No one did anything that felt out of character or that looked like three separate kinds of impossible. Not everyone survived, but not everyone died either. It honestly kept you guessing. The ones who did die died in an awesome way, which is how characters we care about should die. No one wants to see Darth Vader die from a complication in his breathing machine. They want to see him die from a complication in his breathing machine, caused by Force Lightning after he threw the Emperor off the Death Star!

The real genius of this set-up is the squadmates' stories are interwoven into side quests and other areas of otherwise non-essential importance. Each person is in a believable scenario, and it's just as believable that Shepard would run into them there. The side quest would still make sense if the former teammate wasn't there, but the end result wouldn't be as good. It rewards your hard work for keeping people alive (except Jacob). Honestly, I could do a whole separate update on just how great each and every one of these moments was (and I just might). For now, it's enough to say that these quests which were pretty boring in prior Mass Effect games provided an absolute roller coaster of emotions. I'm going to close this entry out with the best moment from the Former Squadmate Quests: The Conclusion to Grunt's Investigation of the Rachni.

4.The Search & Rescue system

In a vacuum, the Search & Rescue system is merely adequate.  But this review is not in a vacuum, it's in the context of all other Mass Effect games (even the terrible iOS game). The absolute worst non-Kaidan, non-Jacob part of every Mass Effect game has been gathering resources. In Mass Effect, it revolved around methodically clicking on every planet and/or asteroid and hoping the game asked you to press A a second time. If you were real fortunate, you'd have to go down to the surface on the Mako and navigate the seemingly randomly generated terrain to get to spare resources. God help you if it's not immediately clear if you should go up the side of the hill in your ATV.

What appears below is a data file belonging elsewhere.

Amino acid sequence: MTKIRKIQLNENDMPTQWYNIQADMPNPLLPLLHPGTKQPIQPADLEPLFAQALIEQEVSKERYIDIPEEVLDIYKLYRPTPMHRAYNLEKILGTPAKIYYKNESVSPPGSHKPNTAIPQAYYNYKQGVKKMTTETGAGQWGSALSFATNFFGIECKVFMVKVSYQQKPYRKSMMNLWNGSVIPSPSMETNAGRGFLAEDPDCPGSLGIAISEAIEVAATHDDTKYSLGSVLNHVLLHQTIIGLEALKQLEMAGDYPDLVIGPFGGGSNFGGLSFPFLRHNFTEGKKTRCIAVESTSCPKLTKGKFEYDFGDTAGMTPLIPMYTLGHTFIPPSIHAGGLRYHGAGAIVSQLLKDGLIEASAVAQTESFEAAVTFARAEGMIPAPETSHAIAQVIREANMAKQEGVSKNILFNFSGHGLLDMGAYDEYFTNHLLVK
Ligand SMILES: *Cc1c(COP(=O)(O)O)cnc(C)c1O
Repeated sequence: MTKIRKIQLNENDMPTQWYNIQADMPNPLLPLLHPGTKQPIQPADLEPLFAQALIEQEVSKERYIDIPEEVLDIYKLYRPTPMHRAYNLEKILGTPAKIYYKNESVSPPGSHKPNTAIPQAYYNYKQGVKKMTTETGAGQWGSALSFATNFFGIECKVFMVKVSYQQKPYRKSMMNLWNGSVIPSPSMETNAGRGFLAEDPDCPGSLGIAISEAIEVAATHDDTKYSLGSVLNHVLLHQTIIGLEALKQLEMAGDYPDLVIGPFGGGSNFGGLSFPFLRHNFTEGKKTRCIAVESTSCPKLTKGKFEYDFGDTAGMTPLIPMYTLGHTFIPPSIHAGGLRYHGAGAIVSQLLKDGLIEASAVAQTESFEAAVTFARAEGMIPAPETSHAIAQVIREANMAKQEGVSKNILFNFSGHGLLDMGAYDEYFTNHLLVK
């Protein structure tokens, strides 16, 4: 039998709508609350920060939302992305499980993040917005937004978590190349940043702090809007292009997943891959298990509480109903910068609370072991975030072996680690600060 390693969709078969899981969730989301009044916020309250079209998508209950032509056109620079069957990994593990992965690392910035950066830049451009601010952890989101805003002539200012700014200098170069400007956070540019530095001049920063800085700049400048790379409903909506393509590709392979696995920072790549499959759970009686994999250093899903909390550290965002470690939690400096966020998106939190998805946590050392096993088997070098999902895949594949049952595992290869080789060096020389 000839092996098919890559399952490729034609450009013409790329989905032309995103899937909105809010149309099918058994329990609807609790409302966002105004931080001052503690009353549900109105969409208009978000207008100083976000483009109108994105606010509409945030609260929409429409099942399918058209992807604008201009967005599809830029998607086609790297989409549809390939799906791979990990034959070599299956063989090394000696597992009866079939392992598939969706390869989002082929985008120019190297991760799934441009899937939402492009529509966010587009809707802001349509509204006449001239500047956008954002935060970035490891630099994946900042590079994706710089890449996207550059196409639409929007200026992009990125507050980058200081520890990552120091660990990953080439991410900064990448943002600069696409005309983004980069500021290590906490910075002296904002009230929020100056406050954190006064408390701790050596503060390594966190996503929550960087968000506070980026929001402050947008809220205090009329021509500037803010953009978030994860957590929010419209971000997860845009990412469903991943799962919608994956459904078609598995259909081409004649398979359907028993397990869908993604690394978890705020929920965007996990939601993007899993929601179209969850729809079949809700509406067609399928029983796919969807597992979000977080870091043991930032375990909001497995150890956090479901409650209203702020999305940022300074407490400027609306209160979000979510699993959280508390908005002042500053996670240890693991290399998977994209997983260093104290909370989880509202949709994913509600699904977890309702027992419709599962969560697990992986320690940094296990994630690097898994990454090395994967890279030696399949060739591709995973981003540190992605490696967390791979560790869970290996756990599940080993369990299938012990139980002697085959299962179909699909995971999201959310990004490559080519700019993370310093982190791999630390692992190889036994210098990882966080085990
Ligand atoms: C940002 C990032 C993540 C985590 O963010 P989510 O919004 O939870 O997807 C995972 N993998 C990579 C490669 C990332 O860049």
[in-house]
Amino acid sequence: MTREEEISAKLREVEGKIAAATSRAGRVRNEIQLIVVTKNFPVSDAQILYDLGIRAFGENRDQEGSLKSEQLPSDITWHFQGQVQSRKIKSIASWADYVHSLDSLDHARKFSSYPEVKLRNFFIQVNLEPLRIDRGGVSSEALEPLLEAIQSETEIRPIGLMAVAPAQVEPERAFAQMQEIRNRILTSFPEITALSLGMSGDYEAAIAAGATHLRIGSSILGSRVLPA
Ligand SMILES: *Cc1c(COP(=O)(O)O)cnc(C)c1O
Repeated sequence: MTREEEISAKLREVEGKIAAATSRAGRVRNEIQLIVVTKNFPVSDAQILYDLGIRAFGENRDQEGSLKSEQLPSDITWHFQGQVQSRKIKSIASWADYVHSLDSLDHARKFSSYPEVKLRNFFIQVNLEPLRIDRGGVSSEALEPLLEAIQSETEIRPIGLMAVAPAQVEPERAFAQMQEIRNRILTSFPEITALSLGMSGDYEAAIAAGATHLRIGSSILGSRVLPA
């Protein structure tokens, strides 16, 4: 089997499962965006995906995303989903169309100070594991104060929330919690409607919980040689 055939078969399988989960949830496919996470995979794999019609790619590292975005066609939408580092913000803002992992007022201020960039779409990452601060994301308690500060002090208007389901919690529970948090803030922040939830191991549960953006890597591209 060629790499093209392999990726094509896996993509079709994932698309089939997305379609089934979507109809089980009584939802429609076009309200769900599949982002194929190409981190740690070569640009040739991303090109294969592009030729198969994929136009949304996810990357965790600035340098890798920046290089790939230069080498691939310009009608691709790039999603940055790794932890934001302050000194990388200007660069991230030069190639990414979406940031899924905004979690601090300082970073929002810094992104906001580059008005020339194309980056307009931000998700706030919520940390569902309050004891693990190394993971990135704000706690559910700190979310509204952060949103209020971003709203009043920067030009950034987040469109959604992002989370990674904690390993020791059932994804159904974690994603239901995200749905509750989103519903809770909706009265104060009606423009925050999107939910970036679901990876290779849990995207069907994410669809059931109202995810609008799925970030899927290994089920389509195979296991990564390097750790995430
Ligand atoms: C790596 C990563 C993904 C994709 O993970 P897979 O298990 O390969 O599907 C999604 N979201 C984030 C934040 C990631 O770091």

I'm 73% sure I can go the rest of the way up!
 In Mass Effect 2, they decided the solution would be to force you to meticulously scan every square inch of every planet from space, hunting for four different kinds of resource in the hundreds of thousands of... um... whatever the standard unit for video games is. I don't have to say anything about this, the sheer slowness of the scanning and silliness of the concept has been a running joke on the internet for two years now.

In Mass Effect 3, instead of hunting for resources, Shepard now uses the Normandy's stealth engines to perform interstellar search and rescue for vital war assets (think way ward capital ships, stranded spec ops teams, etc.) in Reaper-space. This is balanced against the fact that scanning for resources draws the attention of the Reapers, who will destroy you if they catch you. This gives the entire affair a feeling of tension prior resource gathering mini-games lack. This does have the unintended consequence of making you outrun the Reapers often, which undermines them as a threat. But even though it's not perfect, the fact that resource gathering is no longer the worst part of Mass Effect is a minor miracle.